A former federal drug agent who has pleaded guilty to corruption charges testified Friday that he and Darnell Garcia, a former colleague accused of narcotics trafficking, stole bundles of cash and drugs from drug dealers and stole a pound of cocaine while taking it to a drug lab for analysis.
Wayne L. Countryman, a star witness in what has become the worst corruption scandal in the history of the U.S. Drug Enforcement Administration, said he made more than $1 million between 1982 and 1987 by stealing cash or cocaine and selling the drugs to dealers.
Countryman is a key government witness against former DEA Agent Garcia, 44, of Rancho Palos Verdes. A former karate champion, Garcia is charged with drug trafficking, money laundering and conveying intelligence information to a fugitive drug dealer.
In a daylong session of dramatic testimony in U.S. District Court in Los Angeles, Countryman said Garcia was the moving force behind the conspiracy, orchestrating and helping carry out many of the thefts with the help of Countryman and another colleague, John Anthony Jackson.
Jackson also is cooperating in the government's case against Garcia. Jackson gave two days of graphic testimony last month.
Garcia "told me he preferred to steal money rather than drugs because he could claim it was his," Countryman said. "I told him I would rather steal money also."
Countryman accused Garcia of participating with him in a wide range of crimes.
In measured tones, Countryman methodically described how the agents used secret DEA surveillance information to locate and steal 400 pounds of cocaine, valued at $36 million, from Colombian drug kingpins operating a stash house in Pasadena. He also described a two-day trip to Zurich, Switzerland, in which the three brought carrying cases filled with $2 million in cash. The money was deposited in untraceable bank accounts.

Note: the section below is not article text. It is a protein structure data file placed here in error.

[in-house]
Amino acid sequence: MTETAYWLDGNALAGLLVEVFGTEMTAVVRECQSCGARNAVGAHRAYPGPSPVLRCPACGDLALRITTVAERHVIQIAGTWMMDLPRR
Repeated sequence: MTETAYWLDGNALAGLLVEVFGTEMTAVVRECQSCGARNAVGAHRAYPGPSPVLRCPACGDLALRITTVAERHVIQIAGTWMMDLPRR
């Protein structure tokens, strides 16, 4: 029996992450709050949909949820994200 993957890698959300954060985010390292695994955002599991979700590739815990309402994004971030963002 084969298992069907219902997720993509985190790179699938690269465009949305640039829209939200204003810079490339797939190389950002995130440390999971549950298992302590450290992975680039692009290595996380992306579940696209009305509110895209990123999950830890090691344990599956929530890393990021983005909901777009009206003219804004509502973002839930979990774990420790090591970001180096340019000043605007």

Countryman, a stocky man with neatly trimmed gray hair, said that he overheard Garcia and Jackson gloating that they had stolen almost $100,000 from a DEA cashier's office while guards were nearby.
Countryman said he did not see the agents steal the money, but overheard Garcia and Jackson congratulating themselves. "He (Garcia) said that stealing the money was sweet, and John (Jackson) said, 'It sure was,' " Countryman testified.
Countryman's testimony corroborated Jackson's on many of the alleged thefts. Jackson and Countryman testified that their crime rampage was so audacious that they cut cocaine for illegal street sales at night in the DEA's offices at the World Trade Center in downtown Los Angeles, then spent hours drinking at a hotel across the street and planning their next move.
Countryman also testified about previously unpublicized alleged crimes. On one occasion, while helping another agent carry confiscated drugs and cash into DEA headquarters, Garcia stole "a bundle of money" and put it in his desk, Countryman said. He said he and Garcia split the bundle, each receiving $8,000 in cash.
On another occasion, Garcia told Countryman to stop by his house in Torrance before bringing 10 kilograms of cocaine to a DEA analysis lab in National City, Countryman said. At the house, he said, Garcia ripped open the evidence bag, took out a pound of cocaine and replaced it with baking soda.
Countryman said Garcia used his expertise in money laundering to help the three agents cover up their profits by depositing the money in Swiss bank accounts and shell corporations.
Countryman has pleaded guilty to tax evasion and drug conspiracy charges and agreed to testify against Garcia in exchange for leniency during sentencing.
Garcia, who has maintained his innocence, sat silently through the hearing Friday, at times glowering at his former colleague on the witness stand, and at others doodling on a legal pad.
Countryman, 47, of Walnut, spent more than five hours detailing the secret meetings and clandestine plans that he, Garcia and Jackson allegedly orchestrated while stealing drugs and selling enough to become millionaires.
After Countryman was transferred out of the DEA's Los Angeles office to Riverside in 1984, he said Garcia chided him for not stealing drugs from that office too. "He'd needle me about not stealing a safe" that contained more than 22 pounds of recently seized cocaine, Countryman said.